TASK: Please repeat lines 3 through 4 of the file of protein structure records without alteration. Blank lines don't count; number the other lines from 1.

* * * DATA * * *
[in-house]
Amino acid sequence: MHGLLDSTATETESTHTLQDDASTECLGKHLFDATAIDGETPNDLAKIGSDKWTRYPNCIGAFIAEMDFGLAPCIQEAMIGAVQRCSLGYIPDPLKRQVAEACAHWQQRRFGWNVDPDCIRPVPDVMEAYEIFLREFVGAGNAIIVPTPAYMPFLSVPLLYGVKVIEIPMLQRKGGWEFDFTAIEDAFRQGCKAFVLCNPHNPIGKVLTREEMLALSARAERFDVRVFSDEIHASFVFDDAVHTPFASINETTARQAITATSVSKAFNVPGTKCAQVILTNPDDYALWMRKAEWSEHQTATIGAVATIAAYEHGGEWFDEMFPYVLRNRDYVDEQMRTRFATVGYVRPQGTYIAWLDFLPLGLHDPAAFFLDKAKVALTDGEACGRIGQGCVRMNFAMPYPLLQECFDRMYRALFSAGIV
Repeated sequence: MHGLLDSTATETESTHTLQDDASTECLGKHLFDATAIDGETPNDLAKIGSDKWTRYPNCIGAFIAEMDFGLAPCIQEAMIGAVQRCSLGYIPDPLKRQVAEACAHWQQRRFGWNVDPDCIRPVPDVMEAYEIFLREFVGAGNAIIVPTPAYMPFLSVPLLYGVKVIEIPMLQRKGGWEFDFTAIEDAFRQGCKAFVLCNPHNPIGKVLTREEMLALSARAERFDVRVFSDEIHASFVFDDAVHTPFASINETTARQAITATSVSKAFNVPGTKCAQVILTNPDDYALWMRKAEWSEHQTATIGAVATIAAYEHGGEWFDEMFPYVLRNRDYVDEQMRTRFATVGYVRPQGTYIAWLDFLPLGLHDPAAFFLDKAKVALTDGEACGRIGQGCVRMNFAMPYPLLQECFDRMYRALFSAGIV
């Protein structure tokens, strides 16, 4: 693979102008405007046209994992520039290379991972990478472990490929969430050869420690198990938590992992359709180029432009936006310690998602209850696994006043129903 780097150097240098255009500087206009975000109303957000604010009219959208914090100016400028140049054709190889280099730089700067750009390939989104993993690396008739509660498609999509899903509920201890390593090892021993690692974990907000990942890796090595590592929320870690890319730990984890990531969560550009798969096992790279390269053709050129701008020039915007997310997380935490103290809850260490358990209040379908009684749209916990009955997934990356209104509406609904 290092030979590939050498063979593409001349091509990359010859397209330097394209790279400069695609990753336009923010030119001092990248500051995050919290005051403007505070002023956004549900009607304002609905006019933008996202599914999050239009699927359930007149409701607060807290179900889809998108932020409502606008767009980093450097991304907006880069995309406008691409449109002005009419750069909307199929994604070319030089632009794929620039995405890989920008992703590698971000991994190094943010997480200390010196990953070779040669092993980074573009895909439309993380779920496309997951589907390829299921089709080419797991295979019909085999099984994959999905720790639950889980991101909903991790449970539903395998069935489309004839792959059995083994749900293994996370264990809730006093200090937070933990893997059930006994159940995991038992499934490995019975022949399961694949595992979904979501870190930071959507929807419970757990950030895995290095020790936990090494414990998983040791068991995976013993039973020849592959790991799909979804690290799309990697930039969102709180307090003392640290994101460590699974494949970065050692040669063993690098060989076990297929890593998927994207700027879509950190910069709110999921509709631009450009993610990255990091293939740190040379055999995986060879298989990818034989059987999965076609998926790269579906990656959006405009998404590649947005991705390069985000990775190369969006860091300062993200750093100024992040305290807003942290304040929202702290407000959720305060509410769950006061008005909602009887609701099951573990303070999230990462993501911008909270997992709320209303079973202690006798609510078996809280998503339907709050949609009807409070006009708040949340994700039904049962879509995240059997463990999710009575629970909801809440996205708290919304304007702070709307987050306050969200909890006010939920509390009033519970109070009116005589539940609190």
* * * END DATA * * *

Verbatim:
Repeated sequence: MHGLLDSTATETESTHTLQDDASTECLGKHLFDATAIDGETPNDLAKIGSDKWTRYPNCIGAFIAEMDFGLAPCIQEAMIGAVQRCSLGYIPDPLKRQVAEACAHWQQRRFGWNVDPDCIRPVPDVMEAYEIFLREFVGAGNAIIVPTPAYMPFLSVPLLYGVKVIEIPMLQRKGGWEFDFTAIEDAFRQGCKAFVLCNPHNPIGKVLTREEMLALSARAERFDVRVFSDEIHASFVFDDAVHTPFASINETTARQAITATSVSKAFNVPGTKCAQVILTNPDDYALWMRKAEWSEHQTATIGAVATIAAYEHGGEWFDEMFPYVLRNRDYVDEQMRTRFATVGYVRPQGTYIAWLDFLPLGLHDPAAFFLDKAKVALTDGEACGRIGQGCVRMNFAMPYPLLQECFDRMYRALFSAGIV
């Protein structure tokens, strides 16, 4: 693979102008405007046209994992520039290379991972990478472990490929969430050869420690198990938590992992359709180029432009936006310690998602209850696994006043129903 780097150097240098255009500087206009975000109303957000604010009219959208914090100016400028140049054709190889280099730089700067750009390939989104993993690396008739509660498609999509899903509920201890390593090892021993690692974990907000990942890796090595590592929320870690890319730990984890990531969560550009798969096992790279390269053709050129701008020039915007997310997380935490103290809850260490358990209040379908009684749209916990009955997934990356209104509406609904 290092030979590939050498063979593409001349091509990359010859397209330097394209790279400069695609990753336009923010030119001092990248500051995050919290005051403007505070002023956004549900009607304002609905006019933008996202599914999050239009699927359930007149409701607060807290179900889809998108932020409502606008767009980093450097991304907006880069995309406008691409449109002005009419750069909307199929994604070319030089632009794929620039995405890989920008992703590698971000991994190094943010997480200390010196990953070779040669092993980074573009895909439309993380779920496309997951589907390829299921089709080419797991295979019909085999099984994959999905720790639950889980991101909903991790449970539903395998069935489309004839792959059995083994749900293994996370264990809730006093200090937070933990893997059930006994159940995991038992499934490995019975022949399961694949595992979904979501870190930071959507929807419970757990950030895995290095020790936990090494414990998983040791068991995976013993039973020849592959790991799909979804690290799309990697930039969102709180307090003392640290994101460590699974494949970065050692040669063993690098060989076990297929890593998927994207700027879509950190910069709110999921509709631009450009993610990255990091293939740190040379055999995986060879298989990818034989059987999965076609998926790269579906990656959006405009998404590649947005991705390069985000990775190369969006860091300062993200750093100024992040305290807003942290304040929202702290407000959720305060509410769950006061008005909602009887609701099951573990303070999230990462993501911008909270997992709320209303079973202690006798609510078996809280998503339907709050949609009807409070006009708040949340994700039904049962879509995240059997463990999710009575629970909801809440996205708290919304304007702070709307987050306050969200909890006010939920509390009033519970109070009116005589539940609190």